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The Wages of Whiteness
In The Wages of Whiteness: Race and the Making of the American Working Class by David Roediger, we are able to examine the antebellum era with emphasis on class formation and the fluidity of racial boundaries in popular culture. According to Roediger, mobbing, blackface and minstrelsy are key elements in the formation of the white-working class.
During the antebellum time period, Blacks were victimized by the white mobs. The African – American community as a whole endured tremendous social injustice. The mobs wanted Blacks to be disassociated from the citizens of America. Roediger used the term anti-citizen to express this point, exhibiting that the white male working class intentions of segregating blacks from the dominant white society. Mobbing inflamed race riots that significantly hurt the black community. The white workers involved in mobbing encouraged the riots with claims of “protecting their women, from amalgamation with blacks” (page 108). The quote expresses in a basic sense; whites were not to mix with blacks. Associating with Blacks was considered inappropriate, and the whites had to protect themselves from Blacks. Clearly, we can acknowledge of hatred towards Blacks. In Columbia, Pennsylvania 1834, skilled workers went on riots hysterically fueled by the threat of inter-racial sex. Again, we see that society did not want Blacks to mix with white. This was more emphasized with white women mixing with black men, because the white working class did not want the physical blending of black and white people. Mobs were against black causes. “As David Grimsted has shown, the tendency to riot against asylums for the Black orphans carried the singling out of the defenseless for attack to a chilling extreme” (page 109). From this quote, the white workers who mobbed were opposed to giving aid to the innocent orphans. Thus, so far we have seen that we have a white working class who are using all sorts of riots in order to segregate themselves from blacks. We can conclude that the majority of white workers were very concerned with the keeping a boundary between black and white.
Blackface, a fragment of the antebellum era was characterized with whites that color their face black. It’s certainly valid to state that the period of antebellum America was racially charged and expressed through blackface. According to Roediger, the blacking up of the white working class was not simply traditional, joyous or decorative. It usually involved a conscious declaration of whiteness and white supremacy, even as it identified celebration and popular justice with adopting a racial disguise. Those who used the black face disguise were majority young, male and working class. The masking of whites with the blackface was a chance for a white person to act black. During great festivities such as Independence Day, in Philadelphia, blackfaced whites put in appearances after Blacks were forbidden to come. This shows us that, Blacks were not wanted in society take part in the American popular culture. With the whites wearing a black face, that whites had the supremacy in the society. In New York, blackfaced whites repeatedly ended the evening by engaging in the traditional white male street activity of beating up free blacks. Blacks use to celebrate many of their popular cultural events in the streets. Most of the street processions ended with the violent riots of the blackface whites. With these examples of the violence that the blackface whites expressed towards the Blacks. The fact that the whites that conducted this behavior used blackfaced racial masking, revealed their declaration of white supremacy with intentions of excluding blacks from their working class society. By coloring their faces black, whites were showing that they had the power to do whatever they wanted. The whites that wore the blackface made it clear that they were white, thus showing that the by coloring their face black was to represent that they should be the only blacks in society.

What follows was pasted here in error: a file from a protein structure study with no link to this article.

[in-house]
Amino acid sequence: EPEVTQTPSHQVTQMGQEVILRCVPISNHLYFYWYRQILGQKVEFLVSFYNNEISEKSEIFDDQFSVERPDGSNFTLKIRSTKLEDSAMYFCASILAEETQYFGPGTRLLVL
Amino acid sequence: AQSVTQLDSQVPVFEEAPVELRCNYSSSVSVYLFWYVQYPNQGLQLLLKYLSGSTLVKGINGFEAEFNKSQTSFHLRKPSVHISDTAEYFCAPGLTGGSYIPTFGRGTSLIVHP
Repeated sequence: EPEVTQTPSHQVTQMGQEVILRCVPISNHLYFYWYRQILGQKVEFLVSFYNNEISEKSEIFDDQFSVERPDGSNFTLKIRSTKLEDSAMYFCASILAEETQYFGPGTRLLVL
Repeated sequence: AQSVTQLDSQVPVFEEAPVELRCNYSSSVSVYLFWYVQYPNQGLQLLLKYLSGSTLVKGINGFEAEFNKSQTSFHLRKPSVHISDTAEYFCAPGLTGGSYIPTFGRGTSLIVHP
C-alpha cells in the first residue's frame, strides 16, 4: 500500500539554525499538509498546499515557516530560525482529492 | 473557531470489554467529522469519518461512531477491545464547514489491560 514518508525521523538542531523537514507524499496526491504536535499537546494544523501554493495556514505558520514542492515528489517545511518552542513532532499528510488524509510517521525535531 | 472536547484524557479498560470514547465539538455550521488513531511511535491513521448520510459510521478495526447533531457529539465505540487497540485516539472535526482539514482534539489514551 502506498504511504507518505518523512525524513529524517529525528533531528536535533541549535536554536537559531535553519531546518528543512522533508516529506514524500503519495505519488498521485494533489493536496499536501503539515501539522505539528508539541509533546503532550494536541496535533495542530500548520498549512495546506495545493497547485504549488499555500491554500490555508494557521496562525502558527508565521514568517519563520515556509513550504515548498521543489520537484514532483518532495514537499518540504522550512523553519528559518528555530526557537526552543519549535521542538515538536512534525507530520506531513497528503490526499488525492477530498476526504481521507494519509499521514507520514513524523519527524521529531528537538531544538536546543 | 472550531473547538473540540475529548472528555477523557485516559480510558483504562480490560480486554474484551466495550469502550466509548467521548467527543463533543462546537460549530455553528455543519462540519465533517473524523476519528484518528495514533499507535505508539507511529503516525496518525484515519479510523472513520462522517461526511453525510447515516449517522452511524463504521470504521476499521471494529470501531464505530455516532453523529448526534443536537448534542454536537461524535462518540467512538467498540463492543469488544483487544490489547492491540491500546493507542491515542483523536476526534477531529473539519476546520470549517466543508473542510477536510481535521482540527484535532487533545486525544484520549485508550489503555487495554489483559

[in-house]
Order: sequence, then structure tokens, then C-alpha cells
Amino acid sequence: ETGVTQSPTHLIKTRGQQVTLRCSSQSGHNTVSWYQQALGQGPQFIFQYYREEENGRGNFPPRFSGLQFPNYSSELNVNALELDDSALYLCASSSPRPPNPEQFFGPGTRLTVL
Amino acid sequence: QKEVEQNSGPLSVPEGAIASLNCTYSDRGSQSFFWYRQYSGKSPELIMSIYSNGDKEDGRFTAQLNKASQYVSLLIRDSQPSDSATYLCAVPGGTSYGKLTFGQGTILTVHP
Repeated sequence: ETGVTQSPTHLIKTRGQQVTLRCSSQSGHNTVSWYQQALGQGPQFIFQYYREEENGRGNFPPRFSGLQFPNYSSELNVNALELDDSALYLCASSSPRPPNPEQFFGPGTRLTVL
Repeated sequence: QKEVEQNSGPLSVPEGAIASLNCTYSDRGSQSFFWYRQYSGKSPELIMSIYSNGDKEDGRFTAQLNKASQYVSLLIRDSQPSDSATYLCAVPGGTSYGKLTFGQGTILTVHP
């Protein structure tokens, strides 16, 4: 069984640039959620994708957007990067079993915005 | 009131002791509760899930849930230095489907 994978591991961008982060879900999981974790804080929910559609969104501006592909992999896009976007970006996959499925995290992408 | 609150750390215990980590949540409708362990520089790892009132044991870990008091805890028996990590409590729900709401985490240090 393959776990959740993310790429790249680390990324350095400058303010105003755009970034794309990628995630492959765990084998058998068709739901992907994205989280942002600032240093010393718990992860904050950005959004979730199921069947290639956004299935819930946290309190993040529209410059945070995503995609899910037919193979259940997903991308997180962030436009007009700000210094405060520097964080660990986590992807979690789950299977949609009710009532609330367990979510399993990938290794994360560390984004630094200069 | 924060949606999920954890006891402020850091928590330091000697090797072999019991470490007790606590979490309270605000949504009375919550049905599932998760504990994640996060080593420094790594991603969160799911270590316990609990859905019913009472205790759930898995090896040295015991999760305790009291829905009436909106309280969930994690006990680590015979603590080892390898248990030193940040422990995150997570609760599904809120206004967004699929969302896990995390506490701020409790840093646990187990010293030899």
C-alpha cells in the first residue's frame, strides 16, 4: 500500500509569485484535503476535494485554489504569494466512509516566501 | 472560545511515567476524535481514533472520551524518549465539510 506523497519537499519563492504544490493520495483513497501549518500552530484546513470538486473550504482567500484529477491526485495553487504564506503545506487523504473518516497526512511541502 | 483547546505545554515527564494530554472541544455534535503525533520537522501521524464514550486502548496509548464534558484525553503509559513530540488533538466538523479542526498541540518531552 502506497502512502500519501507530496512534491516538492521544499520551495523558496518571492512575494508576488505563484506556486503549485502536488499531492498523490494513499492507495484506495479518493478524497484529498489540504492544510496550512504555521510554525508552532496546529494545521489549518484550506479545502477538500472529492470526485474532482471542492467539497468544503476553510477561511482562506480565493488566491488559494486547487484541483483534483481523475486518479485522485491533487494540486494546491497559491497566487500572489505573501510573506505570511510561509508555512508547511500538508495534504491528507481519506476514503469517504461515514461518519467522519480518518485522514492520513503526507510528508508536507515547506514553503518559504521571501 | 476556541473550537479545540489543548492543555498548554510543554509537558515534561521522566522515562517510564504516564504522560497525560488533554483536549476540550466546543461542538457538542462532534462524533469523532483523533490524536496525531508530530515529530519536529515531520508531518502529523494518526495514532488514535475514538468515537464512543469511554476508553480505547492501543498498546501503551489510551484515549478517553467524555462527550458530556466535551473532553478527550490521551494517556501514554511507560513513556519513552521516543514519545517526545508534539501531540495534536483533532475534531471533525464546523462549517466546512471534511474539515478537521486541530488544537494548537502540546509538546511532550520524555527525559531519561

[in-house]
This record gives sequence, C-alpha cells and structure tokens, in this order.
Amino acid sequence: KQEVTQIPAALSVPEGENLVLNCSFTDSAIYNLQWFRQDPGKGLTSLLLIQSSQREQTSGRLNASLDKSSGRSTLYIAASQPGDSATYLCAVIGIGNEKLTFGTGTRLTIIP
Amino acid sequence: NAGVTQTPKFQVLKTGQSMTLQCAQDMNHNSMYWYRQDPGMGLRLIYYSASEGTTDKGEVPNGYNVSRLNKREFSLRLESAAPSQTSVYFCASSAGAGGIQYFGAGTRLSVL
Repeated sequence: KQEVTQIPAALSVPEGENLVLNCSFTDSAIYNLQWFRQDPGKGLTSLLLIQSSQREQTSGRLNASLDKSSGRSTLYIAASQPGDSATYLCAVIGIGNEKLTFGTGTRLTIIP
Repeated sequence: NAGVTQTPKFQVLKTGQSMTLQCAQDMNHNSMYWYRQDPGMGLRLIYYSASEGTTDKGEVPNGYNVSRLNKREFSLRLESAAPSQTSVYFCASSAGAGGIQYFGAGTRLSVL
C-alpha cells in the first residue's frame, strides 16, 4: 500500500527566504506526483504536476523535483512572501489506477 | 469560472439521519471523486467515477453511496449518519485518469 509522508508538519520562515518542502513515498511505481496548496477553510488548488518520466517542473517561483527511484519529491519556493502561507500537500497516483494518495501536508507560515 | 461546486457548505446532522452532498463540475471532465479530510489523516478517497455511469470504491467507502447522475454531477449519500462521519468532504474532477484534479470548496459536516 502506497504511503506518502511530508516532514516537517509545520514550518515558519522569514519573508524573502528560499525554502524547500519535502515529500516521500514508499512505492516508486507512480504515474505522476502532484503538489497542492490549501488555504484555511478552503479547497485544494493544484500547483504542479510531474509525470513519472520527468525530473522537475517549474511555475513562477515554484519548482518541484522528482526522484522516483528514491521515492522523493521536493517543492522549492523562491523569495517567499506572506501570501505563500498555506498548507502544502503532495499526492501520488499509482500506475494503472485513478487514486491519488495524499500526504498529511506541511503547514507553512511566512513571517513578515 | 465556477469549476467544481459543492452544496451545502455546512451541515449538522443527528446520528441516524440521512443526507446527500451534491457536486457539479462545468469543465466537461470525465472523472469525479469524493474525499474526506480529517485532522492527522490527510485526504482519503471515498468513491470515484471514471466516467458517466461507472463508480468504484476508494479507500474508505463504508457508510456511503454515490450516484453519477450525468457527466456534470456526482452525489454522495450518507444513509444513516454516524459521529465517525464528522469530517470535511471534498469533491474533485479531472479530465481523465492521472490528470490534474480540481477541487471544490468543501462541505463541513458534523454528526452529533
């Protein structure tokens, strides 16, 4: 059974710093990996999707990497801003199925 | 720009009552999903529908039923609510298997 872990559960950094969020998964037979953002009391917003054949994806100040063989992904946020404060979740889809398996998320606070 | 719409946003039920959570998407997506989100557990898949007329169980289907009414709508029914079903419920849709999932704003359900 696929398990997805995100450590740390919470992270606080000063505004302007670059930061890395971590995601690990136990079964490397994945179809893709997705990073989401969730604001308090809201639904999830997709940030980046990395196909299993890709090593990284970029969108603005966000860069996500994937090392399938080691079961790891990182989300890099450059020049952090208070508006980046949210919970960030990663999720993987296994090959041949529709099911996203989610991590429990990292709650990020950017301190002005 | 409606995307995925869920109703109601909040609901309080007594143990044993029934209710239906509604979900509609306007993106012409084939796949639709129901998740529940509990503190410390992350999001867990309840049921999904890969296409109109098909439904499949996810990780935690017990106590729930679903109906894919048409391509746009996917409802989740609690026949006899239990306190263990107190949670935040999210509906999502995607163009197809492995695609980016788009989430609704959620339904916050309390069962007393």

Now we will examine minstrelsy wit blackface performances. The minstrel was a very popular form of entertainment in the antebellum period. These shows attracted the white working class. In antebellum minstrelsy, we are given a sense of how Blacks were presented in white society. Blacks were mocked very much in these minstrel shows. The blackface minstrels mocked African Americans dialect. The minstrels would conduct shows imitating blacks
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Racism, 19th century in the United States, African-American music, Blackface minstrelsy, Minstrel show, Blackface, Race and society, David Roediger, Free negro, American studies, Critical theory, Nadir of American race relations
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